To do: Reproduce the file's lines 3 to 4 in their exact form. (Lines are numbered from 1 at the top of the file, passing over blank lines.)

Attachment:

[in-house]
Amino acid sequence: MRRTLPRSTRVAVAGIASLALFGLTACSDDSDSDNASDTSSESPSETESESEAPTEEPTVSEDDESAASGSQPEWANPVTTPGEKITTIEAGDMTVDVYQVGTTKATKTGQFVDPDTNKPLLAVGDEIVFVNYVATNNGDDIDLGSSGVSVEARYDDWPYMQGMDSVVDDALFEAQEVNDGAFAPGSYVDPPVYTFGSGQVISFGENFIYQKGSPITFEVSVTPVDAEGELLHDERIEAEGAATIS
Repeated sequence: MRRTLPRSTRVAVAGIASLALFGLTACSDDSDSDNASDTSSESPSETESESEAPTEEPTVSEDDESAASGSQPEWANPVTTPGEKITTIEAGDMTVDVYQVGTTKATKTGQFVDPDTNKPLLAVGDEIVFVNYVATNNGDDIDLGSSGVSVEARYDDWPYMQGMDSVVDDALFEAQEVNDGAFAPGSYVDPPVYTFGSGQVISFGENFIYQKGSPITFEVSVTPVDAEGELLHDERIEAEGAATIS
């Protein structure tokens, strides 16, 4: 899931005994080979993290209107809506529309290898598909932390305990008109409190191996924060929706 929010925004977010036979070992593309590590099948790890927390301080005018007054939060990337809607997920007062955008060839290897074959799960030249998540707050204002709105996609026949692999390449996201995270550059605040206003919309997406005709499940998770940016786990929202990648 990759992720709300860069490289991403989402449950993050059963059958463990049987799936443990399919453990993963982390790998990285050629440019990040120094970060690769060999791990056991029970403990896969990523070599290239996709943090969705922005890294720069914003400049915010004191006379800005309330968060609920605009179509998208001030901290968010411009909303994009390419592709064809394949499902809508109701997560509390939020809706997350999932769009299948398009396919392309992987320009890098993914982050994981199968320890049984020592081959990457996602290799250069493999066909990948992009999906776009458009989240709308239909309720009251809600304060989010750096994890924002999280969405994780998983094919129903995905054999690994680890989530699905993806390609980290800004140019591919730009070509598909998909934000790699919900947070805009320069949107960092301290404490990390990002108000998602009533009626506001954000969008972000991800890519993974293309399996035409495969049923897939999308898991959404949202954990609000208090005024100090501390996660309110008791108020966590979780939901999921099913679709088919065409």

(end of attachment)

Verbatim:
Repeated sequence: MRRTLPRSTRVAVAGIASLALFGLTACSDDSDSDNASDTSSESPSETESESEAPTEEPTVSEDDESAASGSQPEWANPVTTPGEKITTIEAGDMTVDVYQVGTTKATKTGQFVDPDTNKPLLAVGDEIVFVNYVATNNGDDIDLGSSGVSVEARYDDWPYMQGMDSVVDDALFEAQEVNDGAFAPGSYVDPPVYTFGSGQVISFGENFIYQKGSPITFEVSVTPVDAEGELLHDERIEAEGAATIS
């Protein structure tokens, strides 16, 4: 899931005994080979993290209107809506529309290898598909932390305990008109409190191996924060929706 929010925004977010036979070992593309590590099948790890927390301080005018007054939060990337809607997920007062955008060839290897074959799960030249998540707050204002709105996609026949692999390449996201995270550059605040206003919309997406005709499940998770940016786990929202990648 990759992720709300860069490289991403989402449950993050059963059958463990049987799936443990399919453990993963982390790998990285050629440019990040120094970060690769060999791990056991029970403990896969990523070599290239996709943090969705922005890294720069914003400049915010004191006379800005309330968060609920605009179509998208001030901290968010411009909303994009390419592709064809394949499902809508109701997560509390939020809706997350999932769009299948398009396919392309992987320009890098993914982050994981199968320890049984020592081959990457996602290799250069493999066909990948992009999906776009458009989240709308239909309720009251809600304060989010750096994890924002999280969405994780998983094919129903995905054999690994680890989530699905993806390609980290800004140019591919730009070509598909998909934000790699919900947070805009320069949107960092301290404490990390990002108000998602009533009626506001954000969008972000991800890519993974293309399996035409495969049923897939999308898991959404949202954990609000208090005024100090501390996660309110008791108020966590979780939901999921099913679709088919065409």